Recommendations (8)-(10) below are designed to limit uses of the SSN to those necessary to carry out Federal government purposes for which there is a legal requirement that the SSN be obtained and recorded, and to discourage all practices that substantially increase the circulation of individual SSNs together with the names of their holders.
Recommendation (8) is intended to constrain the behavior of organizations and persons that are legally required to obtain and record the SSN for Federal purposes, but which use the SSN in other ways that constitute virtual public dissemination of SSNs along with names of the individuals to whom they belong. Among the many uses of the SSN that this recommendation is designed to abate are its use as an employee identification number, a patient identification number, a student identification number, a customer identification number, a driver identification number, and as the primary organizing element in the record-keeping system of any non-Federal organization. Although such uses may be convenient, they are not necessary. Under present circumstances, moreover, they increase the circulation of SSNs, thereby inviting unconstrained linking of record-keeping systems. Accordingly, we recommend
(8) That any organization or person required by Federal law to obtain or record the SSN of any individual be prohibited from making any use or disclosure of the SSN without the informed consent of the individual, except as may be necessary to the Federal government purposes for which it was required to be obtained and recorded. This prohibition should be established by a specifc and preemptive act of Congress.
This recommendation stems in part from observing that the Social Security Administration treats the SSN with the same confidentiality as the data in its records of Social Security accounts. Access to Social Security data is governed by Section 1106 of the Social Security Act and Regulation No. 1 of the Social Security Administration. The result is that the Social Security Administration will disclose an individual's SSN only to those third persons and organizations permitted by law to obtain SSA record data. The Social Security Administration and the Internal Revenue Service each require organizations to obtain and use the SSNs of individuals for various Federal program purposes. In principle these agencies should require such organizations to treat the SSN with the same confidentiality as the Social Security Administration does. Regrettably, however, there appears to be no legal authority to support the imposition of such a requirement. Recommendation (8) would establish such authority.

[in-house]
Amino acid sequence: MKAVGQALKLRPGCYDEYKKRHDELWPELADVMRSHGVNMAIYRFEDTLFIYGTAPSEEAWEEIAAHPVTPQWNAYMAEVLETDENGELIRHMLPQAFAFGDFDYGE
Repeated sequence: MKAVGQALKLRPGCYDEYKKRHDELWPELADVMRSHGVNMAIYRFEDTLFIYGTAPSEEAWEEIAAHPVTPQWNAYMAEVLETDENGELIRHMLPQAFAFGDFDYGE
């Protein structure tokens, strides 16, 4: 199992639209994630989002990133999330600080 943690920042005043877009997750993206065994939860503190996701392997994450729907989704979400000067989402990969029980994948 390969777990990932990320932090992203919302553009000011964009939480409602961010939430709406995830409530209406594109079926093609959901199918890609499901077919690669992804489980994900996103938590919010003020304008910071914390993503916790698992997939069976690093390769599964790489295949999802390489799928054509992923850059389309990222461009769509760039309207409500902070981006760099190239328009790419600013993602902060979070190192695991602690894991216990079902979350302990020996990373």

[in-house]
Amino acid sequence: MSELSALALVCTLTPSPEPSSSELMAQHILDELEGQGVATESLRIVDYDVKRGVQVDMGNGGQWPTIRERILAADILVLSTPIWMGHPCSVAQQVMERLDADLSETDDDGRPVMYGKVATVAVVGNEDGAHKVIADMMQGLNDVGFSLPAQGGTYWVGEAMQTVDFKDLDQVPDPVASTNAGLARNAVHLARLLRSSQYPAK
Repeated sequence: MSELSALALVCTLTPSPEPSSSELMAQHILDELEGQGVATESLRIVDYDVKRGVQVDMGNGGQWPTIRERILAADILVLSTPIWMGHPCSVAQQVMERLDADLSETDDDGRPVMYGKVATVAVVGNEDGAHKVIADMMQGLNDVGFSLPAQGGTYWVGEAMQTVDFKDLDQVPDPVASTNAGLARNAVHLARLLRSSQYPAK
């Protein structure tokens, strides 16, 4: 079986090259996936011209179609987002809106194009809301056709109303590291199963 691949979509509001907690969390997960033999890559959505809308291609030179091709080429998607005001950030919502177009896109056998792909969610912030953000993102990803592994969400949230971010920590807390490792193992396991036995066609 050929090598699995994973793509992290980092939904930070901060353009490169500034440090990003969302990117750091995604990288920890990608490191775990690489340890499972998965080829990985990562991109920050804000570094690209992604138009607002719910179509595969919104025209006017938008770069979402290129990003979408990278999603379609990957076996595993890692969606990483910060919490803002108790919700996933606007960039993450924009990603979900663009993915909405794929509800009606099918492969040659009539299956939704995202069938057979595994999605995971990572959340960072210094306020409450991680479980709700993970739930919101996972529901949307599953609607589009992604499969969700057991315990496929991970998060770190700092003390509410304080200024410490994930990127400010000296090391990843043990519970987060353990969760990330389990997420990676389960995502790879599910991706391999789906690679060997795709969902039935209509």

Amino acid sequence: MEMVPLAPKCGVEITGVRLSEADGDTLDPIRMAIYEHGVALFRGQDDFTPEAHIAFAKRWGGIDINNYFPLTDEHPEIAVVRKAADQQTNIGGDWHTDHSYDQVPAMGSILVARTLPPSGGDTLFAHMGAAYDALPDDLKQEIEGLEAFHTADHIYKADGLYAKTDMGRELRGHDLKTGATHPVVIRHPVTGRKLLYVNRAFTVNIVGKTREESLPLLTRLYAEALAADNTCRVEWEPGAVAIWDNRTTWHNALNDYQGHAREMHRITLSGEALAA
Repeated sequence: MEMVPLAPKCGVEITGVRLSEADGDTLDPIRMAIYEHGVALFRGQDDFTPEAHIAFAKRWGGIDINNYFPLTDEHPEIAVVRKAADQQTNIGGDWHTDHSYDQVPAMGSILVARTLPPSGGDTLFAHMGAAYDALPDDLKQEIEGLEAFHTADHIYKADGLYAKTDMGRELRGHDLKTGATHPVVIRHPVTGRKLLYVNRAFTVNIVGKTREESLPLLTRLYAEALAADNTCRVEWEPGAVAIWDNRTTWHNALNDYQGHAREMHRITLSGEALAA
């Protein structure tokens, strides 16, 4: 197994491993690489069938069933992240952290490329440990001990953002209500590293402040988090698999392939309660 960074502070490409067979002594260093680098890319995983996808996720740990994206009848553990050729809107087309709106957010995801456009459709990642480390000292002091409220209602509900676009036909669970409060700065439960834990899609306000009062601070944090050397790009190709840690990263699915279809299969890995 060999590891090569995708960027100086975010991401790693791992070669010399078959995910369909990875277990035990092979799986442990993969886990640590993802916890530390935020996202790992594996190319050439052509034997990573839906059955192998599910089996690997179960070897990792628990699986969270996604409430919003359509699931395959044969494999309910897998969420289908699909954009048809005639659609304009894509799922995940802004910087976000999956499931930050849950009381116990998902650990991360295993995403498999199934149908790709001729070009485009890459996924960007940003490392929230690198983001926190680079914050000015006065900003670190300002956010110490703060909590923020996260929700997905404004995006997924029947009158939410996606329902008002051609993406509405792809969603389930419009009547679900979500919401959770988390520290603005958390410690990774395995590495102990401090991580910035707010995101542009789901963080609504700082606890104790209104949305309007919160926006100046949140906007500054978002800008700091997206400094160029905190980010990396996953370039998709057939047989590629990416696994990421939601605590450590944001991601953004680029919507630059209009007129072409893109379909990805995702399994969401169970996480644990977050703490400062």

Recommendation (8), coupled with recommendations (1) and (3) (pp. 125-126, above), would also diminish the risk of nuisance, frustration, and possible serious disadvantage resulting from the use of an individual's SSN to impersonate him. One use of the SSN that appears to be proliferating is as a password, or authenticator of identity, when an individual's name alone is thought insufficient; e.g., in credit-card purchasing and check-cashing. Such use is not necessary, just convenient, and can be risky, since the widespread circulation of SSNs makes them increasingly ascertainable by anyone wishing to impersonate another.
An example from our own experience will illustrate the problem. We met on a Saturday in a conference room in a government facility. Security procedures required us to give names and SSNs from a telephone located outside the locked main entrance to a guard who was out of sight inside the building. The guard had earlier been furnished with a list of our names and SSNs. Given the wide dissemination of SSNs, we were impressed by how easily someone could have impersonated any one of us to gain admittance to the building.
One may treat this example lightly, but the principle is important. As long as the SSN of an individual can be easily obtained (some organizations list the SSNs of their employees or members in published rosters), both individuals and the organizations that use it as a password are vulnerable to whatever harm may result from impersonation.
Recommendations (9) and (10) are intended to constrain the provision of "SSN services" by the Social Security Administration. The phrase, "SSN services," is defined in the Social Security Number Task Force Report as including
enumeration, or issuing numbers to individuals who do not have them; validation, or confirming that the number an organization has on file for an individual is the same as the number that appears for him in SSA records; correction, or supplying the proper number from SSA files when an individual has alleged an incorrect number; and identification, or supplying a number from SSA's files to match a particular name, a name to match a number, or vice-versa [sic].3